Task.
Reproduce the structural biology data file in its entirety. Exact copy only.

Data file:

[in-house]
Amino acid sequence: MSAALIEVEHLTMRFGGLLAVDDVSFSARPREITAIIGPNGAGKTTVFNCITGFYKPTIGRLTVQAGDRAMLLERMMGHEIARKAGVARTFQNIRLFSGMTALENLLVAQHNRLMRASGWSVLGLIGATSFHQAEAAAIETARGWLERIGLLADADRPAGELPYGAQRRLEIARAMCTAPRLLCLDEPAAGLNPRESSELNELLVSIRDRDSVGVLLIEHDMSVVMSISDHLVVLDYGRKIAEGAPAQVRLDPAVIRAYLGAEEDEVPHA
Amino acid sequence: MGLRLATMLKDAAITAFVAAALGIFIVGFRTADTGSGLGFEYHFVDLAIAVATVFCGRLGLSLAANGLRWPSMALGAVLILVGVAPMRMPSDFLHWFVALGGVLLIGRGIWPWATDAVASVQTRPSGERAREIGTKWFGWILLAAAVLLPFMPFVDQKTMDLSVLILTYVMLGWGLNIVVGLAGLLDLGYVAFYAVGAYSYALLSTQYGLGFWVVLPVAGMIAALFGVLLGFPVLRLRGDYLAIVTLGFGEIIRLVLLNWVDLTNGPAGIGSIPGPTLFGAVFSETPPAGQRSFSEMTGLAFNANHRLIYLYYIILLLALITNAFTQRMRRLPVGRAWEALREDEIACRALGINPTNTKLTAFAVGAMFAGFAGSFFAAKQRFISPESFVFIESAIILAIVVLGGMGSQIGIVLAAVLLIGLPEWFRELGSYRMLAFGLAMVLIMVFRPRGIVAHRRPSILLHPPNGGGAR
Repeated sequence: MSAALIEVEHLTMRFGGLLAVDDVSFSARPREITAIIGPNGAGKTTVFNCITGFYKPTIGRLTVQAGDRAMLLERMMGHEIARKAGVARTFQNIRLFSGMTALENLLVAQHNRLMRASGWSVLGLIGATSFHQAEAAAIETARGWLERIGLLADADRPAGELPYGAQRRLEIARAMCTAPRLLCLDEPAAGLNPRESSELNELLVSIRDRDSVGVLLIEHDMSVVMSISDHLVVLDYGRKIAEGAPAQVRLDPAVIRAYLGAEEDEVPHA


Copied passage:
[in-house]
Amino acid sequence: MSAALIEVEHLTMRFGGLLAVDDVSFSARPREITAIIGPNGAGKTTVFNCITGFYKPTIGRLTVQAGDRAMLLERMMGHEIARKAGVARTFQNIRLFSGMTALENLLVAQHNRLMRASGWSVLGLIGATSFHQAEAAAIETARGWLERIGLLADADRPAGELPYGAQRRLEIARAMCTAPRLLCLDEPAAGLNPRESSELNELLVSIRDRDSVGVLLIEHDMSVVMSISDHLVVLDYGRKIAEGAPAQVRLDPAVIRAYLGAEEDEVPHA
Amino acid sequence: MGLRLATMLKDAAITAFVAAALGIFIVGFRTADTGSGLGFEYHFVDLAIAVATVFCGRLGLSLAANGLRWPSMALGAVLILVGVAPMRMPSDFLHWFVALGGVLLIGRGIWPWATDAVASVQTRPSGERAREIGTKWFGWILLAAAVLLPFMPFVDQKTMDLSVLILTYVMLGWGLNIVVGLAGLLDLGYVAFYAVGAYSYALLSTQYGLGFWVVLPVAGMIAALFGVLLGFPVLRLRGDYLAIVTLGFGEIIRLVLLNWVDLTNGPAGIGSIPGPTLFGAVFSETPPAGQRSFSEMTGLAFNANHRLIYLYYIILLLALITNAFTQRMRRLPVGRAWEALREDEIACRALGINPTNTKLTAFAVGAMFAGFAGSFFAAKQRFISPESFVFIESAIILAIVVLGGMGSQIGIVLAAVLLIGLPEWFRELGSYRMLAFGLAMVLIMVFRPRGIVAHRRPSILLHPPNGGGAR
Repeated sequence: MSAALIEVEHLTMRFGGLLAVDDVSFSARPREITAIIGPNGAGKTTVFNCITGFYKPTIGRLTVQAGDRAMLLERMMGHEIARKAGVARTFQNIRLFSGMTALENLLVAQHNRLMRASGWSVLGLIGATSFHQAEAAAIETARGWLERIGLLADADRPAGELPYGAQRRLEIARAMCTAPRLLCLDEPAAGLNPRESSELNELLVSIRDRDSVGVLLIEHDMSVVMSISDHLVVLDYGRKIAEGAPAQVRLDPAVIRAYLGAEEDEVPHA